How important is material in your work?
Material and its application plays an important role in my works. I am very geeky about material and their properties. This covers the use of various mediums, supports and grounds.
For fine sketching, it has to be a fine 4H finely sharpened pencil (as used in my miniaturists), quick ink drawings are executed in Japanese Sumi ink, pilot black ink pen or a Sepia French ink (with a reminiscence of the European masters). There is a historical depth to each of these mediums but I am also drawn to the way in which they can be controlled (or not) and the quality of the mark they provide which allows me to be “in the flow”.
Miniatures have been executed in pigment (watercolour or gouache) and this tradition still continues but contemporary artists have pushed this to also use acrylics. For watercolours, I am particular about artist grade colours and using quality pigments. This is important for me when doing sketches and miniature works as I like my works to be rich and layered. The quality of the brush and how much water it retains is just as important. I prefer to use squirrel hair brushes, which also draws on the tradition of Mughal painting. All of these elements allow my work to open up a dialogue with the works as well as allow me to execute at speed.
The smell and texture of oil paint alone gets me excited. The possibilities of oil paint are endless. The use of oil paint immediately opens up a dialogue with the history of Western painting. Then using oil paint to execute miniature motifs on a large scale opens up a very different dialogue and form of expression.
I like to experiment with new materials and supports, new colours and new technologies to seek to combine various elements. For instance, using enamel paint with gouache, impasto medium and oil paint creates an interesting finish as well as this tension. Using charcoal over watercolour or oil also provides a contrast depending on what I am seeking to communicate or it could be that it provides that missing mark to complete the work.
What is your most important tool? Is there something you can’t live without in your studio?
My ink pen, Muji A5 sketchbook, watercolour travel set, brush, glue stick and iPad. This forms the basic staple I cannott travel or be without in my studio. Then there are my artist quality oil paints (cadmium red, cadmium yellow and cobalt blue) with one thick brush. A combination of these tools and having them at close reach gives me the comfort and flexibility to make work.
I always need to have my iPhone close by (for music, podcast, Instagram or taking photos of the work).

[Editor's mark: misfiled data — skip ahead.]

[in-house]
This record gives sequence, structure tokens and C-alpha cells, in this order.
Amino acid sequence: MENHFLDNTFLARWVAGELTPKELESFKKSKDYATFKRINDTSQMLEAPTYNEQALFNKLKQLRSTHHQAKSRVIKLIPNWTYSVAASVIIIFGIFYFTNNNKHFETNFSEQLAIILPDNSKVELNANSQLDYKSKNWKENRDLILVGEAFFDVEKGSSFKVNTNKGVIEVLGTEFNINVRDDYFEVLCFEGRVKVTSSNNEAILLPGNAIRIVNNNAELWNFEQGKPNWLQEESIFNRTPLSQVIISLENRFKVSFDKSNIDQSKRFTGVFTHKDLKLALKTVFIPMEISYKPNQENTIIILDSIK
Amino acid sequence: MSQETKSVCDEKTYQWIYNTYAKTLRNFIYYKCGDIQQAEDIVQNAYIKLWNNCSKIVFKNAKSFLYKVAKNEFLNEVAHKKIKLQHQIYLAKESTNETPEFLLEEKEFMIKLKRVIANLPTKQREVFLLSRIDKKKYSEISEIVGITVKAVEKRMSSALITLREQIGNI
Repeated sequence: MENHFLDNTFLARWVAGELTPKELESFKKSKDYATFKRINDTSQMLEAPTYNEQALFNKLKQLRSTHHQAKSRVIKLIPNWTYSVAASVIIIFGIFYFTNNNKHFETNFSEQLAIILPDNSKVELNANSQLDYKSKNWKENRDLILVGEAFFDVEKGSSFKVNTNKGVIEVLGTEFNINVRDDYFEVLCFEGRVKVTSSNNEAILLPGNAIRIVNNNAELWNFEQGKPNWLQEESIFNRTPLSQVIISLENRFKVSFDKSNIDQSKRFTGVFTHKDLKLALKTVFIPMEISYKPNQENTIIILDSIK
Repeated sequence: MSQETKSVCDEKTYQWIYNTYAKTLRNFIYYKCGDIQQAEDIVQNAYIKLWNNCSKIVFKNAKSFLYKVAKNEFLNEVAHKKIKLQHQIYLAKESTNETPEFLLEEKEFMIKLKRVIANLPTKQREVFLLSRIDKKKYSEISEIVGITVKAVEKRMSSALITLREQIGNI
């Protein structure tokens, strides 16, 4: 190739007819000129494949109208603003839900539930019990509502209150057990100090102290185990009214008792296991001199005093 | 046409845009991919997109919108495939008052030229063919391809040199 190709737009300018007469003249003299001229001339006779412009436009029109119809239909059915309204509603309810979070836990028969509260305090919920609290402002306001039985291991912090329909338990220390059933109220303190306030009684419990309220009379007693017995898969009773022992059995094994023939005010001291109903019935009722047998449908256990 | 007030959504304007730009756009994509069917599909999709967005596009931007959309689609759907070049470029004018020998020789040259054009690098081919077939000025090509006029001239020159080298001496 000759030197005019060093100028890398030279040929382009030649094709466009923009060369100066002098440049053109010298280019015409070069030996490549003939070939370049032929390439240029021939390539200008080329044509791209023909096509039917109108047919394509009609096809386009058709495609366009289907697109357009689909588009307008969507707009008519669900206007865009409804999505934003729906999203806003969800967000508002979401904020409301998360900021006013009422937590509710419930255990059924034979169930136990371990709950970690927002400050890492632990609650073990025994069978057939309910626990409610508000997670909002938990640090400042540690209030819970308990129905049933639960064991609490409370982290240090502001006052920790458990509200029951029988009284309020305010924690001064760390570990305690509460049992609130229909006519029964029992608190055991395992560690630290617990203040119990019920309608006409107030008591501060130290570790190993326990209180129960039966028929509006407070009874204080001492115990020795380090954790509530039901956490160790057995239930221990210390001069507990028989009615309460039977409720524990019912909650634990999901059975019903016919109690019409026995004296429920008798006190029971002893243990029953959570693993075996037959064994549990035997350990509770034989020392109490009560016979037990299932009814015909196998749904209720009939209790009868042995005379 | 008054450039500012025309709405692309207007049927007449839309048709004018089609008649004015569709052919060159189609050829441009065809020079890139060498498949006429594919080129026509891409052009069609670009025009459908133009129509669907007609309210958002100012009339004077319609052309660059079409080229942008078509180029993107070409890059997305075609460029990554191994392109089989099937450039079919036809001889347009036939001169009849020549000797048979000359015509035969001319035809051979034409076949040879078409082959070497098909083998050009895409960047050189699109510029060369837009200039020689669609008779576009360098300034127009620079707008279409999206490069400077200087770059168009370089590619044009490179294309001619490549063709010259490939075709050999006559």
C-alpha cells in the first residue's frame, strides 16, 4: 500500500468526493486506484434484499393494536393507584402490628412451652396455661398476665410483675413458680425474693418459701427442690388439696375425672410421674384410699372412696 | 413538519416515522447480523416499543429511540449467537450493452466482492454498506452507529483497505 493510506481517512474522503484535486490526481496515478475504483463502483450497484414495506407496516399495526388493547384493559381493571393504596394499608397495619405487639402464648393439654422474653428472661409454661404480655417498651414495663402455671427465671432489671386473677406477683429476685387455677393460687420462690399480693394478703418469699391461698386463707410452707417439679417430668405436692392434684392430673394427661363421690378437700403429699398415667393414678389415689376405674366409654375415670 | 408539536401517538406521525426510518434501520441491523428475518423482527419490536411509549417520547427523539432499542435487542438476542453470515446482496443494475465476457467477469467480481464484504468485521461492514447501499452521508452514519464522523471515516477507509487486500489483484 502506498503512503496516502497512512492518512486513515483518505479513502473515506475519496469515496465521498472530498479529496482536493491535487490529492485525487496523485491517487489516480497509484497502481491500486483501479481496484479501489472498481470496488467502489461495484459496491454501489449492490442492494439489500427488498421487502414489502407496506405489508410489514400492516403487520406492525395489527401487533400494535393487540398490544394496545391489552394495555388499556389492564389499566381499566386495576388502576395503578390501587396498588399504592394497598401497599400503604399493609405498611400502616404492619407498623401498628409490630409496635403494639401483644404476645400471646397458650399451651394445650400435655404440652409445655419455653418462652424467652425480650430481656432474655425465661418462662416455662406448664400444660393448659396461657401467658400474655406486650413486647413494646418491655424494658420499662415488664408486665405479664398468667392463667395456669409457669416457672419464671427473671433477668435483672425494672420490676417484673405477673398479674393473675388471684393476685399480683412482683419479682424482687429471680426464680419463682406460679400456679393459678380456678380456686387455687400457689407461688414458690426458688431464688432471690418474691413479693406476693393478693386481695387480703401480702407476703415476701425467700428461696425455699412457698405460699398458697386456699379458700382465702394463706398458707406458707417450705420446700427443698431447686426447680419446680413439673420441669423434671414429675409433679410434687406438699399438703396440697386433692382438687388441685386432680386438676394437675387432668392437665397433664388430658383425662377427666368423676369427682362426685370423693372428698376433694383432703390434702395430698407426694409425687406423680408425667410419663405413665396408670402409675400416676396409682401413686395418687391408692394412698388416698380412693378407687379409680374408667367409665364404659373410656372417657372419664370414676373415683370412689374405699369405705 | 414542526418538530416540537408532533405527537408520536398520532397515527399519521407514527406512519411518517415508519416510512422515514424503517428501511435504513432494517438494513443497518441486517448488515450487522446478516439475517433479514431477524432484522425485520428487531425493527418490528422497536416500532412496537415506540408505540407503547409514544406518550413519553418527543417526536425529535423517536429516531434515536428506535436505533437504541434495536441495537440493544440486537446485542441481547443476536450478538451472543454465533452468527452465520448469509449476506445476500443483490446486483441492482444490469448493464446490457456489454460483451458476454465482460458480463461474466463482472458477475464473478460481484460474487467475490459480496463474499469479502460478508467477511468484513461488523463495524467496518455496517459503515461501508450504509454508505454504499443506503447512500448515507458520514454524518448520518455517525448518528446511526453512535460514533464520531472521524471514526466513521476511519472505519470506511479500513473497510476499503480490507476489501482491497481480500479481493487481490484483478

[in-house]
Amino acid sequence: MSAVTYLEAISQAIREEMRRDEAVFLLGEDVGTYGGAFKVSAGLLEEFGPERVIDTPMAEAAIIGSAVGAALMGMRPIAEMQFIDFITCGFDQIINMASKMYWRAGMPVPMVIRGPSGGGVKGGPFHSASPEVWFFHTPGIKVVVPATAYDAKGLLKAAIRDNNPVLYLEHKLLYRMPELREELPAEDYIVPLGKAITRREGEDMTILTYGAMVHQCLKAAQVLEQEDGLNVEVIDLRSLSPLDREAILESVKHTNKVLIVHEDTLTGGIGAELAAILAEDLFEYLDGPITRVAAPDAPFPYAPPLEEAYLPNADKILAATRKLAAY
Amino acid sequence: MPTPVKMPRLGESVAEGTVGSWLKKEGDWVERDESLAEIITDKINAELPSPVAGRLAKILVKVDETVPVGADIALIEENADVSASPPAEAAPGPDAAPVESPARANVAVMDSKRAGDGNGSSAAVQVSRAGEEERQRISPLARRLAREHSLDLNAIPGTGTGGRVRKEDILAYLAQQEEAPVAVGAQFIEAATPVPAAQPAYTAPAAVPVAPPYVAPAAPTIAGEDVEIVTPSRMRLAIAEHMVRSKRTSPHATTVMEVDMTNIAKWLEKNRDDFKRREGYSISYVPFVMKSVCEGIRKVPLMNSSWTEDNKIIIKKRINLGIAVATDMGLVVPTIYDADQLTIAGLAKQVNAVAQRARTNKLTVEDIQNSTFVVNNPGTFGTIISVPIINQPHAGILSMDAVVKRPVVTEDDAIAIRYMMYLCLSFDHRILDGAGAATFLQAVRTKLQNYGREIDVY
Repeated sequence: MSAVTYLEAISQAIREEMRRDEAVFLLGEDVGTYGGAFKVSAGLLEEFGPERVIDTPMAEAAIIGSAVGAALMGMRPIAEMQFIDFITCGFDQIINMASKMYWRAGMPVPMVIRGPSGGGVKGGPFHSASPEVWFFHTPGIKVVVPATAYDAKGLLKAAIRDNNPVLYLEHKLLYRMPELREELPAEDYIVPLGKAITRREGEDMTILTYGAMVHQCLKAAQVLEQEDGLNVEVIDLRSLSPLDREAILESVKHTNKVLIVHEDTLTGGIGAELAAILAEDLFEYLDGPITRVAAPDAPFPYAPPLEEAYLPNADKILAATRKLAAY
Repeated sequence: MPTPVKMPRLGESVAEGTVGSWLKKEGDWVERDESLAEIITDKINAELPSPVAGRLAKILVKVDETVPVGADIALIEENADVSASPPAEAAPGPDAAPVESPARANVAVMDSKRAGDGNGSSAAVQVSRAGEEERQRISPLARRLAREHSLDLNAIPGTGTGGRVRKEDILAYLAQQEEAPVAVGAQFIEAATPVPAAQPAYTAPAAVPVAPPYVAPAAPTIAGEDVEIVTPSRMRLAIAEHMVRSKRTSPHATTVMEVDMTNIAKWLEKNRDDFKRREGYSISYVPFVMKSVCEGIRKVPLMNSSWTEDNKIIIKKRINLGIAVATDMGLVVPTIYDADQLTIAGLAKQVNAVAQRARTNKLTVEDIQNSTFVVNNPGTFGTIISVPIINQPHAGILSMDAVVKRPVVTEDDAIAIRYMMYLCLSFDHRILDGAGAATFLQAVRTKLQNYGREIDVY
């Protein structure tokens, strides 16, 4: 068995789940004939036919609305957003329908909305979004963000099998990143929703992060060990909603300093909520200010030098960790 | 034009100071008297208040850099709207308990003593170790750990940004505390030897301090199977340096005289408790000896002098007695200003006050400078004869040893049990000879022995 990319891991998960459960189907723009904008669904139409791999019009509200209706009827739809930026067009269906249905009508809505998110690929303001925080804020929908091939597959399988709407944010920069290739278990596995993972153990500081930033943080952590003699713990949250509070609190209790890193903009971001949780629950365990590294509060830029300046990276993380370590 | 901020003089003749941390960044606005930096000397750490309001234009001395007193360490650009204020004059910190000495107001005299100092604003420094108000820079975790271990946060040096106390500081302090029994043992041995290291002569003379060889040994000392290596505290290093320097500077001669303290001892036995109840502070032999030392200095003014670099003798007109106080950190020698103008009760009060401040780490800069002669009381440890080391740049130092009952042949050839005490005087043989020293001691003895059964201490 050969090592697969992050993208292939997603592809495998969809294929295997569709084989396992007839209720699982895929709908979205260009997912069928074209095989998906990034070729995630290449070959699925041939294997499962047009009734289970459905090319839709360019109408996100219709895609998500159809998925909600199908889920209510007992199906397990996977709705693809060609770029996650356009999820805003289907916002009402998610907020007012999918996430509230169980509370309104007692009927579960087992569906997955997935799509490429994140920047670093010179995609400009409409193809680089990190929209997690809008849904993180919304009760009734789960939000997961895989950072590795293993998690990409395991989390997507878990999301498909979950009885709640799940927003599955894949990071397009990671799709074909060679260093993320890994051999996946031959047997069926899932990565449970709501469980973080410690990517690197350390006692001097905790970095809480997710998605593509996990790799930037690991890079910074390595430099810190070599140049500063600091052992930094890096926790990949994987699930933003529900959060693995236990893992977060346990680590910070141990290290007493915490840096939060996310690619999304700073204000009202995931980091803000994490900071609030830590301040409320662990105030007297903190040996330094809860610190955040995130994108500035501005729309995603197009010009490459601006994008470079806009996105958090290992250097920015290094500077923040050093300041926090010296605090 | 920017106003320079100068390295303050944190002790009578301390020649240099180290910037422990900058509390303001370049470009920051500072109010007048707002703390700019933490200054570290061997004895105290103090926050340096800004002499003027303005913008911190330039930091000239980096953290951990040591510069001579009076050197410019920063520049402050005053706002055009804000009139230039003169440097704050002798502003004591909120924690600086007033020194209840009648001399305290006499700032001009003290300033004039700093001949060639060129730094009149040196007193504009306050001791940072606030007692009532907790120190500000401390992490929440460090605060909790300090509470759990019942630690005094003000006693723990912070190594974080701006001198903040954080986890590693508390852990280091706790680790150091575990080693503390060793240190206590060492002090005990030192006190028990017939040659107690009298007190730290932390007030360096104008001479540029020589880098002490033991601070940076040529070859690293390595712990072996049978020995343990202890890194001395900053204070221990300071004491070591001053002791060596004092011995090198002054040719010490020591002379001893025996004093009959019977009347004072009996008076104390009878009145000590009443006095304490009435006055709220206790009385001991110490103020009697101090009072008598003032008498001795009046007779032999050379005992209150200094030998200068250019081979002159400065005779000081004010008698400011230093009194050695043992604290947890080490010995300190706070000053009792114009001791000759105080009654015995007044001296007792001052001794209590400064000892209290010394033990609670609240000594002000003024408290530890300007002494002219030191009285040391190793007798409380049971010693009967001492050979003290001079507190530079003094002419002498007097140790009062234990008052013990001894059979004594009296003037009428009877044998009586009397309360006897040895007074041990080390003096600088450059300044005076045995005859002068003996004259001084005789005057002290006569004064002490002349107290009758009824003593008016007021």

Can you give us a book recommendation that has been important in your practice? And tell us why it’s important.
I have a number of books which are important in my practice and help me navigate my place in the hybrid cultures in which I find myself.
The 1952 text by Frantz Fanon’s “Black Skin, White Masks” has left a lasting impression on the way I deal with ‘my cultural identity and language’. In this text Fanon discusses post-colonial experiences with references to psychoanalysis, the psychology of the effects of colonisation and being part of a minority. What I take from Fanon is what he says about being “oneself with all the multiplicities, systems and contradictions of one’s own ways of being, doing and knowing”. There is an emphasis he states of being true to one’s self which translates to being authentic in making work that affects me. What I have extracted from Fanon is the consciousness of displacement and some of its consequent psychological effect. His discussion of “mother tongue” for me translates to the use of Mughal miniatures as my starting point for a further dialogue in my art.
In “The Poetics of Space” (La Poétique de l'Espace), Gaston Bachelard (1958), the French philosopher provides an interesting analysis of the space in miniatures: “Happy at being in a small space, [the viewer] realizes an experience of topophilia; that is, once inside the miniature house, he sees its vast number of rooms; from the interior he discovers interior beauty”. The details of a thing – which for me is miniatures - can be the sign of a new world which, like all worlds, contains the attributes of greatness. This helped me understand my fascination with miniatures.
All images courtesy of the artist